Shawn and Kris became Pinterest idols to homemakers everywhere for their loving rehabilitation of the approximately 220-year old farmhouse they own in Hortonville, a small town tucked into a craggy and lush corner of the Catskills. Like many city slickers, they fled the fast-living for the slower pace of country life in 2012. They swapped taxis for pick-ups and a cramped apartment for a warren of fabulous rooms in a Dutch colonial farmhouse trimmed with chestnut and graced with coffered ceilings and wainscotting.
Unlike most city expats, they managed not just to put down their rustic roots by buying a farm, raising chickens, foraging their backyard for cocktail garnishes, and becoming “pails friends” with their cow-milking mountain neighbors, but they also have created a thriving business out of their countrified fabulousness with sustainably sourced home goods, which launched after their blog went viral.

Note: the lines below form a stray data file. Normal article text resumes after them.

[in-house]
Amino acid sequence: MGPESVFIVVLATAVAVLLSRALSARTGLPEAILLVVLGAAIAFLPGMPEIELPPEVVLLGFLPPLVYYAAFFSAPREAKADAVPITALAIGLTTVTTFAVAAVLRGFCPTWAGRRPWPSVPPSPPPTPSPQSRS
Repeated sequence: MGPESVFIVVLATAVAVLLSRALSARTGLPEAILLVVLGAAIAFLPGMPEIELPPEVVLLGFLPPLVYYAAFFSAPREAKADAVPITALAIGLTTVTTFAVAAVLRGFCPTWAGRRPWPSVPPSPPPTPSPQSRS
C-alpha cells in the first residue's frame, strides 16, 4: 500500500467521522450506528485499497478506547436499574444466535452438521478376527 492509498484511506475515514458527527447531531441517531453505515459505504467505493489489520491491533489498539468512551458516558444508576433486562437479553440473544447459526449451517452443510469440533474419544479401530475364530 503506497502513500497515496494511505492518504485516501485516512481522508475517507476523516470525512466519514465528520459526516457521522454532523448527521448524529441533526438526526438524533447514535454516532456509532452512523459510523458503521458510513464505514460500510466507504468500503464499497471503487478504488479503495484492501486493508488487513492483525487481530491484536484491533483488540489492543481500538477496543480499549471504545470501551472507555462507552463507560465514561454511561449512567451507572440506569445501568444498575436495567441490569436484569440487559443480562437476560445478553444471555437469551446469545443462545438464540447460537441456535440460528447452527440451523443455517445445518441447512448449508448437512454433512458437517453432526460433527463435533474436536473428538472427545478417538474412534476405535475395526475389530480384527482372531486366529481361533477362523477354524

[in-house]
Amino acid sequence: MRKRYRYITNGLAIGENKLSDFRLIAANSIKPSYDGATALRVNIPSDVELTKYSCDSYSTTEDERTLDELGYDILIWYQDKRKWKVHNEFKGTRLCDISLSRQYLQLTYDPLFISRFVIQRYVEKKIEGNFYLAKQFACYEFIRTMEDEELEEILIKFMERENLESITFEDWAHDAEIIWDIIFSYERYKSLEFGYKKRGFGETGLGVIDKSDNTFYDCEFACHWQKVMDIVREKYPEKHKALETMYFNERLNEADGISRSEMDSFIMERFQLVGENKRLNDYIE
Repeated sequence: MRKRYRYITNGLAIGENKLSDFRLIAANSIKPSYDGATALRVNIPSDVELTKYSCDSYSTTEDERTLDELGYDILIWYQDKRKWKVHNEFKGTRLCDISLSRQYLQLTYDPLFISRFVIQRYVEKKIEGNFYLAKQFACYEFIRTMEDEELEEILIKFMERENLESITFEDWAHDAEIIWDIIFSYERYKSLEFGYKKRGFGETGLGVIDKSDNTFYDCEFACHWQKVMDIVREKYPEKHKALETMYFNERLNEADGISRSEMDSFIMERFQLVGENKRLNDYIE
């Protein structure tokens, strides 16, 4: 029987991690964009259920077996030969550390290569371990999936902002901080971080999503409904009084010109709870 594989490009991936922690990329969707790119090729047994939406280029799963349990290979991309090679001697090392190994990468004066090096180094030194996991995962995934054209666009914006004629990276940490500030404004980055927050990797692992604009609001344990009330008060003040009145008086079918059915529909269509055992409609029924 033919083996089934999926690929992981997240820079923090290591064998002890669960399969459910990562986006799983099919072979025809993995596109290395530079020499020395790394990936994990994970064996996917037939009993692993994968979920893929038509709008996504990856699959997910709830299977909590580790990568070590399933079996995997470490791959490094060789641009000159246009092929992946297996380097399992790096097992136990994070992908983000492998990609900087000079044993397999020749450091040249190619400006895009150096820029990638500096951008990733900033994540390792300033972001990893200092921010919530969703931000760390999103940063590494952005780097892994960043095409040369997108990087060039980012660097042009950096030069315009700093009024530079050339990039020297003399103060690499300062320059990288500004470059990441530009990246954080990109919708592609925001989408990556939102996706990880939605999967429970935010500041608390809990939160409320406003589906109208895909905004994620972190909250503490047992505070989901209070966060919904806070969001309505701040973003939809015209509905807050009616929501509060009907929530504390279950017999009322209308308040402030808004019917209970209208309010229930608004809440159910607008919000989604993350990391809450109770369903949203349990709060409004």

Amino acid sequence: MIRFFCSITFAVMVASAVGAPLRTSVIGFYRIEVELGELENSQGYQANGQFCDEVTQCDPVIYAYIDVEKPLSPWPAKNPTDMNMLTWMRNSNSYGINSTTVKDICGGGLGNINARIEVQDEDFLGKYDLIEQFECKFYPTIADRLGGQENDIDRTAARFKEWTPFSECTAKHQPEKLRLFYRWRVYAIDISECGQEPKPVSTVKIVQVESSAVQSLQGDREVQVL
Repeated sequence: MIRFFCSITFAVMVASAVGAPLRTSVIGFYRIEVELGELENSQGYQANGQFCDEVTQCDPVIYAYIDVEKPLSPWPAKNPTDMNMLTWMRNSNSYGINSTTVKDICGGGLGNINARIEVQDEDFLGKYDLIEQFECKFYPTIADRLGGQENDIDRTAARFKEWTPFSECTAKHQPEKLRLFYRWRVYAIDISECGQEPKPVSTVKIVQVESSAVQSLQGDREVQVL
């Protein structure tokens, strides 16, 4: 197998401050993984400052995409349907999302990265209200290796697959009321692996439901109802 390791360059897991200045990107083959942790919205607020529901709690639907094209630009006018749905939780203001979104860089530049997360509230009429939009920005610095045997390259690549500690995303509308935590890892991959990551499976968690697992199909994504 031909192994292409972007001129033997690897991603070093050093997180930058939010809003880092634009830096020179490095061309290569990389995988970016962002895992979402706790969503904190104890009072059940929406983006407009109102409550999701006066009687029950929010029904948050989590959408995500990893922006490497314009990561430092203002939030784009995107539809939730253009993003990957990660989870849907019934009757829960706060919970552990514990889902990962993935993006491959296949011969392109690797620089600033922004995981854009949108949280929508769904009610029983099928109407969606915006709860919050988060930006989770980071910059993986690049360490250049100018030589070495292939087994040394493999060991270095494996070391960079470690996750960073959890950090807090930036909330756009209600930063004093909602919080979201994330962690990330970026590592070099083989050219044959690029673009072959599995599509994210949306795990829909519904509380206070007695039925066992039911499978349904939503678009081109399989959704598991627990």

As far as their farmhouse rehab goes, they have stayed true to the antique treasure’s glorious bones, while blasting off the barnacles and warts that come with two+ centuries of busy life, and they have upgraded the design and functionality to boot.
So in honor of 2020 New Years #HomeDIY goals, New York Makers spoke with Shawn about their advice for would-be rehabbers and sharing some of their story and process.
New York Makers: What advice would you give homeowners who are about to embark on their own DIY home project?
Shawn Lang: Make a plan right away and understand that it's going to change over time. What we wanted to do when we first purchased the house changed a lot as we actually lived in the house over a year or two. Try to keep as much character in the house as you can and if you're on a tight budget, save as much as you can by doing it yourself.
NYM: You guys have done so much with your home. What DIY projects stand out the most?